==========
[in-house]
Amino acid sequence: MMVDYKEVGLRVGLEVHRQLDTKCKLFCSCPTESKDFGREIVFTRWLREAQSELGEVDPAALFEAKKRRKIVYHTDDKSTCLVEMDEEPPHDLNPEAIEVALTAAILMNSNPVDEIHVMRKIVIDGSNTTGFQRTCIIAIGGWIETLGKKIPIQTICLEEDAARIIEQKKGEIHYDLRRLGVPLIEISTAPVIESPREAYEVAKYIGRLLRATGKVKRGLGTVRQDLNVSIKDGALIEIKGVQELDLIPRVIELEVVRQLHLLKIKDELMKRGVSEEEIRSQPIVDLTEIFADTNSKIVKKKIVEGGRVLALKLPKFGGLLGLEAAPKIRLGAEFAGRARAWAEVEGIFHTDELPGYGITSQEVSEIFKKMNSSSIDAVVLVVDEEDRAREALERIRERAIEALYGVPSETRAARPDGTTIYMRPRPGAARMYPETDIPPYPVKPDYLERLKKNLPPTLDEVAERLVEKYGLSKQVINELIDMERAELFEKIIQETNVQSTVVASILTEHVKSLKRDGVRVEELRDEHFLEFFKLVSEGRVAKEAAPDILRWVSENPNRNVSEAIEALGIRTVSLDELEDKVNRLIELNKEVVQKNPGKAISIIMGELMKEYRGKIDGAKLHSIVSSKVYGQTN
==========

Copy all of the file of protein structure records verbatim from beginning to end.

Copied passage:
[in-house]
Amino acid sequence: MMVDYKEVGLRVGLEVHRQLDTKCKLFCSCPTESKDFGREIVFTRWLREAQSELGEVDPAALFEAKKRRKIVYHTDDKSTCLVEMDEEPPHDLNPEAIEVALTAAILMNSNPVDEIHVMRKIVIDGSNTTGFQRTCIIAIGGWIETLGKKIPIQTICLEEDAARIIEQKKGEIHYDLRRLGVPLIEISTAPVIESPREAYEVAKYIGRLLRATGKVKRGLGTVRQDLNVSIKDGALIEIKGVQELDLIPRVIELEVVRQLHLLKIKDELMKRGVSEEEIRSQPIVDLTEIFADTNSKIVKKKIVEGGRVLALKLPKFGGLLGLEAAPKIRLGAEFAGRARAWAEVEGIFHTDELPGYGITSQEVSEIFKKMNSSSIDAVVLVVDEEDRAREALERIRERAIEALYGVPSETRAARPDGTTIYMRPRPGAARMYPETDIPPYPVKPDYLERLKKNLPPTLDEVAERLVEKYGLSKQVINELIDMERAELFEKIIQETNVQSTVVASILTEHVKSLKRDGVRVEELRDEHFLEFFKLVSEGRVAKEAAPDILRWVSENPNRNVSEAIEALGIRTVSLDELEDKVNRLIELNKEVVQKNPGKAISIIMGELMKEYRGKIDGAKLHSIVSSKVYGQTN